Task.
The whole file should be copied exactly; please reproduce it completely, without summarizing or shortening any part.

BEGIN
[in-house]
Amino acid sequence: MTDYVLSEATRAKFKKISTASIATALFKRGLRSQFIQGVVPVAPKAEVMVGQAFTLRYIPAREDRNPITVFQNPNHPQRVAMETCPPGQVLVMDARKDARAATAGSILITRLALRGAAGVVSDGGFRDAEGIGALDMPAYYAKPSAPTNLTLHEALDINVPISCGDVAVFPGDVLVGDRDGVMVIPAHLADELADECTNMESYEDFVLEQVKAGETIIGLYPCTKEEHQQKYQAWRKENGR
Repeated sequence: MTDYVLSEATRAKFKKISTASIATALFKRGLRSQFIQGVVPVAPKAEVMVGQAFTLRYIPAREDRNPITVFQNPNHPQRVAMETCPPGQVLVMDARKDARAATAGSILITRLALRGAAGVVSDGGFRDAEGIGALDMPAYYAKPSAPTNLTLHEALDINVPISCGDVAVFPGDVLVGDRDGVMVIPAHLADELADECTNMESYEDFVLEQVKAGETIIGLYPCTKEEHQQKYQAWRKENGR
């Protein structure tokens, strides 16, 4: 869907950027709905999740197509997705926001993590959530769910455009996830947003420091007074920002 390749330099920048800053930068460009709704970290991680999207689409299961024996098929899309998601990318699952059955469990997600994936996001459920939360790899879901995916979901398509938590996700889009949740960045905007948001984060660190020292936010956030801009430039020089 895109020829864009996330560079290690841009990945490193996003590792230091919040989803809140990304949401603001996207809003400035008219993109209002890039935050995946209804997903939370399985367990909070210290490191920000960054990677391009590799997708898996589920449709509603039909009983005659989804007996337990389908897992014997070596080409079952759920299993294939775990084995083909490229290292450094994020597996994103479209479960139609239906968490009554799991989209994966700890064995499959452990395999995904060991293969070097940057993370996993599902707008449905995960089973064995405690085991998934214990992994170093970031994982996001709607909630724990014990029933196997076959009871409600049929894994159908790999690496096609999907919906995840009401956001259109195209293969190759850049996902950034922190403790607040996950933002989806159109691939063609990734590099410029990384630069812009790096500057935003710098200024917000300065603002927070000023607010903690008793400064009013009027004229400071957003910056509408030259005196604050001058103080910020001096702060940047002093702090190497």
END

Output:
[in-house]
Amino acid sequence: MTDYVLSEATRAKFKKISTASIATALFKRGLRSQFIQGVVPVAPKAEVMVGQAFTLRYIPAREDRNPITVFQNPNHPQRVAMETCPPGQVLVMDARKDARAATAGSILITRLALRGAAGVVSDGGFRDAEGIGALDMPAYYAKPSAPTNLTLHEALDINVPISCGDVAVFPGDVLVGDRDGVMVIPAHLADELADECTNMESYEDFVLEQVKAGETIIGLYPCTKEEHQQKYQAWRKENGR
Repeated sequence: MTDYVLSEATRAKFKKISTASIATALFKRGLRSQFIQGVVPVAPKAEVMVGQAFTLRYIPAREDRNPITVFQNPNHPQRVAMETCPPGQVLVMDARKDARAATAGSILITRLALRGAAGVVSDGGFRDAEGIGALDMPAYYAKPSAPTNLTLHEALDINVPISCGDVAVFPGDVLVGDRDGVMVIPAHLADELADECTNMESYEDFVLEQVKAGETIIGLYPCTKEEHQQKYQAWRKENGR
């Protein structure tokens, strides 16, 4: 869907950027709905999740197509997705926001993590959530769910455009996830947003420091007074920002 390749330099920048800053930068460009709704970290991680999207689409299961024996098929899309998601990318699952059955469990997600994936996001459920939360790899879901995916979901398509938590996700889009949740960045905007948001984060660190020292936010956030801009430039020089 895109020829864009996330560079290690841009990945490193996003590792230091919040989803809140990304949401603001996207809003400035008219993109209002890039935050995946209804997903939370399985367990909070210290490191920000960054990677391009590799997708898996589920449709509603039909009983005659989804007996337990389908897992014997070596080409079952759920299993294939775990084995083909490229290292450094994020597996994103479209479960139609239906968490009554799991989209994966700890064995499959452990395999995904060991293969070097940057993370996993599902707008449905995960089973064995405690085991998934214990992994170093970031994982996001709607909630724990014990029933196997076959009871409600049929894994159908790999690496096609999907919906995840009401956001259109195209293969190759850049996902950034922190403790607040996950933002989806159109691939063609990734590099410029990384630069812009790096500057935003710098200024917000300065603002927070000023607010903690008793400064009013009027004229400071957003910056509408030259005196604050001058103080910020001096702060940047002093702090190497």